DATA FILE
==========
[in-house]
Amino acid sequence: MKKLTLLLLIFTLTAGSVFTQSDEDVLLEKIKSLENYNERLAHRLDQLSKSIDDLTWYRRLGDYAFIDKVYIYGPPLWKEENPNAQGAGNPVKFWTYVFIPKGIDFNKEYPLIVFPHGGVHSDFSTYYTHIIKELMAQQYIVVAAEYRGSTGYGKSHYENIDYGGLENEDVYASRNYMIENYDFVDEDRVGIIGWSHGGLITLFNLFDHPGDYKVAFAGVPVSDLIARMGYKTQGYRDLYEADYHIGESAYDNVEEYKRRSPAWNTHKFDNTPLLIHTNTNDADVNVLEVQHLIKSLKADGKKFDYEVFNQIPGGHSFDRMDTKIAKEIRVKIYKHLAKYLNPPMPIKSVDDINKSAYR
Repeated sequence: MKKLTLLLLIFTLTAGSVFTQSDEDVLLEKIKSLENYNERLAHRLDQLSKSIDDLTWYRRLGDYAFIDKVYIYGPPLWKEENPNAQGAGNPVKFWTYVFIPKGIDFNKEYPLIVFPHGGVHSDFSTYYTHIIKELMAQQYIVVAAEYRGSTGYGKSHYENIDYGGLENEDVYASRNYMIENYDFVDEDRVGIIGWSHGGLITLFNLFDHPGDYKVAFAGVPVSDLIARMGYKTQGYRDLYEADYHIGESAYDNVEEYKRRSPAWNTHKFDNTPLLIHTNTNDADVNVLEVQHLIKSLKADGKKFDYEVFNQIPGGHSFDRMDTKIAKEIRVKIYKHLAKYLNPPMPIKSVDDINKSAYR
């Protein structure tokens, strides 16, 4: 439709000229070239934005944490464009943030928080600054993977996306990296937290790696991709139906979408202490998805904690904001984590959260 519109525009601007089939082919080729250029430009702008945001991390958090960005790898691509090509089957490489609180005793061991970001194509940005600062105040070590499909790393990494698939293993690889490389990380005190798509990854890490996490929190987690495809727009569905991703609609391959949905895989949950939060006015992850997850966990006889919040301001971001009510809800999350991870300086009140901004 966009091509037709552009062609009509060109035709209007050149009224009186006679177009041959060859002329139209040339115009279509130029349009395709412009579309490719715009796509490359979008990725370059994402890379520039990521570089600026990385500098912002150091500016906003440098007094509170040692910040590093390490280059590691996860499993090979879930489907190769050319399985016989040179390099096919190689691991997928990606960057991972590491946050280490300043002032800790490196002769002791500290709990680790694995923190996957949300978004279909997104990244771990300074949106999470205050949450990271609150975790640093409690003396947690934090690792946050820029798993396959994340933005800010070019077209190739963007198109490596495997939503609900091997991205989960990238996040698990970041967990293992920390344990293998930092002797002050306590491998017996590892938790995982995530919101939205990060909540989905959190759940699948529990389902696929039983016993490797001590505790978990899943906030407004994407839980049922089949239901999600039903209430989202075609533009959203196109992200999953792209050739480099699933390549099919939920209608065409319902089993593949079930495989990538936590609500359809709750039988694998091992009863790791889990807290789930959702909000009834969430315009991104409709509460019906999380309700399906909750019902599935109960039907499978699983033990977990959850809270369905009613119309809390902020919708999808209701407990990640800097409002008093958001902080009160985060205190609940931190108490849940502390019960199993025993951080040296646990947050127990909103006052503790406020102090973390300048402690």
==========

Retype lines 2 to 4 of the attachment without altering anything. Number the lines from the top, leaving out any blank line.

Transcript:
Amino acid sequence: MKKLTLLLLIFTLTAGSVFTQSDEDVLLEKIKSLENYNERLAHRLDQLSKSIDDLTWYRRLGDYAFIDKVYIYGPPLWKEENPNAQGAGNPVKFWTYVFIPKGIDFNKEYPLIVFPHGGVHSDFSTYYTHIIKELMAQQYIVVAAEYRGSTGYGKSHYENIDYGGLENEDVYASRNYMIENYDFVDEDRVGIIGWSHGGLITLFNLFDHPGDYKVAFAGVPVSDLIARMGYKTQGYRDLYEADYHIGESAYDNVEEYKRRSPAWNTHKFDNTPLLIHTNTNDADVNVLEVQHLIKSLKADGKKFDYEVFNQIPGGHSFDRMDTKIAKEIRVKIYKHLAKYLNPPMPIKSVDDINKSAYR
Repeated sequence: MKKLTLLLLIFTLTAGSVFTQSDEDVLLEKIKSLENYNERLAHRLDQLSKSIDDLTWYRRLGDYAFIDKVYIYGPPLWKEENPNAQGAGNPVKFWTYVFIPKGIDFNKEYPLIVFPHGGVHSDFSTYYTHIIKELMAQQYIVVAAEYRGSTGYGKSHYENIDYGGLENEDVYASRNYMIENYDFVDEDRVGIIGWSHGGLITLFNLFDHPGDYKVAFAGVPVSDLIARMGYKTQGYRDLYEADYHIGESAYDNVEEYKRRSPAWNTHKFDNTPLLIHTNTNDADVNVLEVQHLIKSLKADGKKFDYEVFNQIPGGHSFDRMDTKIAKEIRVKIYKHLAKYLNPPMPIKSVDDINKSAYR
């Protein structure tokens, strides 16, 4: 439709000229070239934005944490464009943030928080600054993977996306990296937290790696991709139906979408202490998805904690904001984590959260 519109525009601007089939082919080729250029430009702008945001991390958090960005790898691509090509089957490489609180005793061991970001194509940005600062105040070590499909790393990494698939293993690889490389990380005190798509990854890490996490929190987690495809727009569905991703609609391959949905895989949950939060006015992850997850966990006889919040301001971001009510809800999350991870300086009140901004 966009091509037709552009062609009509060109035709209007050149009224009186006679177009041959060859002329139209040339115009279509130029349009395709412009579309490719715009796509490359979008990725370059994402890379520039990521570089600026990385500098912002150091500016906003440098007094509170040692910040590093390490280059590691996860499993090979879930489907190769050319399985016989040179390099096919190689691991997928990606960057991972590491946050280490300043002032800790490196002769002791500290709990680790694995923190996957949300978004279909997104990244771990300074949106999470205050949450990271609150975790640093409690003396947690934090690792946050820029798993396959994340933005800010070019077209190739963007198109490596495997939503609900091997991205989960990238996040698990970041967990293992920390344990293998930092002797002050306590491998017996590892938790995982995530919101939205990060909540989905959190759940699948529990389902696929039983016993490797001590505790978990899943906030407004994407839980049922089949239901999600039903209430989202075609533009959203196109992200999953792209050739480099699933390549099919939920209608065409319902089993593949079930495989990538936590609500359809709750039988694998091992009863790791889990807290789930959702909000009834969430315009991104409709509460019906999380309700399906909750019902599935109960039907499978699983033990977990959850809270369905009613119309809390902020919708999808209701407990990640800097409002008093958001902080009160985060205190609940931190108490849940502390019960199993025993951080040296646990947050127990909103006052503790406020102090973390300048402690």